I couldn’t find “No One Says a Word (No Communication)” anywhere on the interwebs, but here’s the immortal classic “Angels from Hell” (plus the bonus track “Crystal Tear”!) for your entertainment:

Overall, I can really only recommend Angels from Hell for the biker movie and/or Psychotronic completest.  But even if you don’t fall into either of these two groups, you should still check out the trailer from YouTube, which promises that you, the viewer of Angels from Hell, will experience exactly 8,100 thrills while watching the film at a drive-in near you:

And, miracle of miracles, here’s the full movie on YouTube!  Apparently, the copyright holders of biker movies are a bit lax in protecting their assets, as this makes three biker flicks in a row that are up for the watching.  Since it’s right here, you might as well check it out:

Up next: Bad girls – out for kicks!

Angels from Hell is an American International Pictures (AIP) release.

Number of AIP films reviewed so far: 8

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Angels Die Hard! (1970)

ADH One Sheet

One Sheet Poster

After professing my love for biker movies only last post, we now come to Angels Die Hard!, one of the more …rambling examples of the genre that I’ve seen. I will now attempt to put some sort of synopsis together for this virtually-plotless film.

Some bikers cruise the highways while the main credits roll…and roll…and roll. By my count, there were three complete songs that played while the bikers motored along and the credits slowly faded in and out. About six-and-a-half minutes into the credits sequence, a sheriff and his deputy come out of a building and look into the distance while the deputy says something about there being “about thirty of ‘em.” The sheriff says that he hopes that “they” don’t make any trouble, then he goes back inside while the deputy walks off. Then it’s back to hog-riding on the highway. The bikers arrive in town, go into a bar, and a fight breaks out. After the fight, the sheriff somehow magically has a biker in the back seat of his car, and he tells the leader of the bikers, Blair, that he’ll keep the biker in custody for a day or two and let him go, if the bikers get out of town and stay out.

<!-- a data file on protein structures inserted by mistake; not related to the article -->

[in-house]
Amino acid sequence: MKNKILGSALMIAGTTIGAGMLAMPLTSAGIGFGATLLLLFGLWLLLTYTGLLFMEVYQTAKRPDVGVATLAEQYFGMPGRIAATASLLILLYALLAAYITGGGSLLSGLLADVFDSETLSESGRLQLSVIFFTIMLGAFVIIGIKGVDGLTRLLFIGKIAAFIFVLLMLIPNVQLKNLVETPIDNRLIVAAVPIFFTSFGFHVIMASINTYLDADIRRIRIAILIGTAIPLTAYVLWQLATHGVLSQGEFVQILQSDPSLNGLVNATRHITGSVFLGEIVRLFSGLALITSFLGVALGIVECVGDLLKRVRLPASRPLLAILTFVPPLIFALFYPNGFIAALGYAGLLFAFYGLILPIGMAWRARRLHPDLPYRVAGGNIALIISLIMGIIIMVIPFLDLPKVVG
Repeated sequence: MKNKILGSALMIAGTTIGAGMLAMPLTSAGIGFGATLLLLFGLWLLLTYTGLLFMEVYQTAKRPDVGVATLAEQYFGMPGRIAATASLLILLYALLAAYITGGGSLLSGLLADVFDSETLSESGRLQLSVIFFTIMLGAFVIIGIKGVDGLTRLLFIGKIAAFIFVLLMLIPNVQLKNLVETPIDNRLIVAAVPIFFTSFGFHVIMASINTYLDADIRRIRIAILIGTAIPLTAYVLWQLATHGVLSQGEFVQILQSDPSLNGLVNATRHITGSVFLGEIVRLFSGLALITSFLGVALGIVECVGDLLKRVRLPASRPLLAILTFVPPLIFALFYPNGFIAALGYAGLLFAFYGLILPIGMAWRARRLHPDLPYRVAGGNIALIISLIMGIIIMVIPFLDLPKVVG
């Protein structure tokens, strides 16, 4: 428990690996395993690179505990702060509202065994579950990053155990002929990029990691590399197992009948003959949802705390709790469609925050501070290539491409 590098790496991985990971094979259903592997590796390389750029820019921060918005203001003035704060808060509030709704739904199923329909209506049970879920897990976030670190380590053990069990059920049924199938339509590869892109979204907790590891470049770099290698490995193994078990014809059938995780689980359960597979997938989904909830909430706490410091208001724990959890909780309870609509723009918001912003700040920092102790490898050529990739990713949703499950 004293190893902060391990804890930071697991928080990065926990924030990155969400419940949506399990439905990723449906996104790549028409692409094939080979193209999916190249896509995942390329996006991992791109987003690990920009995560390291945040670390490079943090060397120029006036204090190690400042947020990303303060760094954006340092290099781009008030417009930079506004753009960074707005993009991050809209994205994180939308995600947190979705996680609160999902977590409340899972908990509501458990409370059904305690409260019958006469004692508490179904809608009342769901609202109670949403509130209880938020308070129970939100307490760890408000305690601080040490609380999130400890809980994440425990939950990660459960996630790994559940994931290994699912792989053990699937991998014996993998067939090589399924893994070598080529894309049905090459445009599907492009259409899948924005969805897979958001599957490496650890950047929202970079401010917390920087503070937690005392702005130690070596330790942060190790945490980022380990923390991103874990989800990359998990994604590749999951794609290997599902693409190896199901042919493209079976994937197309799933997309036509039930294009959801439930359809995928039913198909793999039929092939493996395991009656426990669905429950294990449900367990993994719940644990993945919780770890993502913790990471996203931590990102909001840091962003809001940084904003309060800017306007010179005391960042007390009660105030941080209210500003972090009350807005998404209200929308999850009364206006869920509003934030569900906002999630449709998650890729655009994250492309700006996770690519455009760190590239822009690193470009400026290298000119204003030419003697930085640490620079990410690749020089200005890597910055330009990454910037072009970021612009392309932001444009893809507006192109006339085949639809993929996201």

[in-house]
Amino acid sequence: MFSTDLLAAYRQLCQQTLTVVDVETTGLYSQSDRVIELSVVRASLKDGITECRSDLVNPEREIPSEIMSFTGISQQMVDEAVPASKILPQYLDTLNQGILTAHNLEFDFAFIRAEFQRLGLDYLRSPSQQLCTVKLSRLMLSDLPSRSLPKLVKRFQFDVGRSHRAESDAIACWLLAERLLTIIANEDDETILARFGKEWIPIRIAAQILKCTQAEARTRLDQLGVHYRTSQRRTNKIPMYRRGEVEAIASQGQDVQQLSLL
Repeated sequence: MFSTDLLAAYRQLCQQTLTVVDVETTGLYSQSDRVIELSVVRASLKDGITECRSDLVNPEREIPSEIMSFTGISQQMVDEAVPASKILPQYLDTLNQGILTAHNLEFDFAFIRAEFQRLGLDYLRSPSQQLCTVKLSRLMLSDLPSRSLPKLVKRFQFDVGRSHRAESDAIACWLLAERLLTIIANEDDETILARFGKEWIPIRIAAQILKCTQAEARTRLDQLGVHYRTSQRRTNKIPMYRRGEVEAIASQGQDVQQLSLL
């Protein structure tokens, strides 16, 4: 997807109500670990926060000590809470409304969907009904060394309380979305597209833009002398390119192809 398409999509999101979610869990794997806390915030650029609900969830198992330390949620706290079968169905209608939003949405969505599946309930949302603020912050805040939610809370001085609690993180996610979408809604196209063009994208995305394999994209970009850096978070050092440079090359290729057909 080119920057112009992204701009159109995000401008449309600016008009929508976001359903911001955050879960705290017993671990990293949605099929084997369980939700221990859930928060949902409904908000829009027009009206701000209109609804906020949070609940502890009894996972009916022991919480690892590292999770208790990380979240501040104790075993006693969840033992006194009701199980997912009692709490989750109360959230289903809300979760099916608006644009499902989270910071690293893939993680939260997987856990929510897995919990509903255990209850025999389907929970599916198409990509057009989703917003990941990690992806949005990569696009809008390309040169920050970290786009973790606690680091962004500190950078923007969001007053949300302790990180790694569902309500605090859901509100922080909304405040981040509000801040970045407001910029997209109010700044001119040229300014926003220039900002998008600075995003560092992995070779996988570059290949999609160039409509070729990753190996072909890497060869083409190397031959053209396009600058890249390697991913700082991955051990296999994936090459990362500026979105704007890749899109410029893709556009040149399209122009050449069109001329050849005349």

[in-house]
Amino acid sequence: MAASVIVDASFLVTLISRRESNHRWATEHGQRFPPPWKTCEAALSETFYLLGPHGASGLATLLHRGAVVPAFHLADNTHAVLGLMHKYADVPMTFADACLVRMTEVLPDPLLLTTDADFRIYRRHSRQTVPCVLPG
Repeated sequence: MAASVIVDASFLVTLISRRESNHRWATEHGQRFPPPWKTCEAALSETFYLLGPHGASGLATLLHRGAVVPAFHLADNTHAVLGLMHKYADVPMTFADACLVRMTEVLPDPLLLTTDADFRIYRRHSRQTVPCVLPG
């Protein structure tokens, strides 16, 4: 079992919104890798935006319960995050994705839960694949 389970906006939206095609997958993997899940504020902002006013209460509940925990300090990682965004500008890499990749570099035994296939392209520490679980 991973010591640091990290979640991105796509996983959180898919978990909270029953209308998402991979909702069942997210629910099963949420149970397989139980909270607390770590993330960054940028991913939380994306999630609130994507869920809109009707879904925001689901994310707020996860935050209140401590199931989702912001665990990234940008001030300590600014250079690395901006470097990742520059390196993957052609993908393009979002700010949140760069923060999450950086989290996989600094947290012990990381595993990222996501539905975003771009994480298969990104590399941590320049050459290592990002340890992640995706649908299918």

Two days later, the sheriff frees the biker, who gets shot and killed by an unknown assailant as soon as he passes out of the county. Actually, it’s kind of hard to tell exactly what happened, as the film holds a freeze-frame of Seed, the biker, flipping the bird at the Kern County sign. But when he shows up dead in the back of a truck that one of the bikers apparently drives, the bikers know that someone has to pay for Seed’s death. We are then treated to 25 minutes of the bikers finding a mortician for Seed, prowling the highways for what seems like forever with a coffin in tow, and then having Seed’s rather strange funeral. We are now over halfway through the film.

After the funeral, the bikers have a party, then they end up helping save a boy who’s trapped in an abandoned mine (in a plot twist that NOBODY could have seen coming), then they have another party that the sheriff’s daughter Nancy, who was parking with her boyfriend nearby but got bored and left the car, attends. When her spurned suitor goes to find her, he’s beaten up by Tim, the blond biker with the open shirt that always exposes his chest (played by biker movie icon William Smith). The S.S. crawls off and, somehow, finds Nancy, yells at her for being with bikers, and hits her, knocking her to the ground and into a felled tree, which knocks her out cold. When he notices that she’s bleeding from the head, he high-tails it back into town to tell the sheriff that she’s out there partying with bikers.